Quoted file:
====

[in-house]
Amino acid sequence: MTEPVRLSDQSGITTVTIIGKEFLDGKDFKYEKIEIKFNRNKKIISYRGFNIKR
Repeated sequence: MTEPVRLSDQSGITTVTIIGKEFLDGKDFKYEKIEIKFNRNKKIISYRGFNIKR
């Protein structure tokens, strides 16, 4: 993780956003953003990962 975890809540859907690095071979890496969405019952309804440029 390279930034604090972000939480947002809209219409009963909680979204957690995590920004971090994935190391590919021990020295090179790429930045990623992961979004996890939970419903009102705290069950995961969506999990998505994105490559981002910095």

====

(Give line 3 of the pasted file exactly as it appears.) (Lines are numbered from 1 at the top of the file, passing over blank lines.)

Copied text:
Repeated sequence: MTEPVRLSDQSGITTVTIIGKEFLDGKDFKYEKIEIKFNRNKKIISYRGFNIKR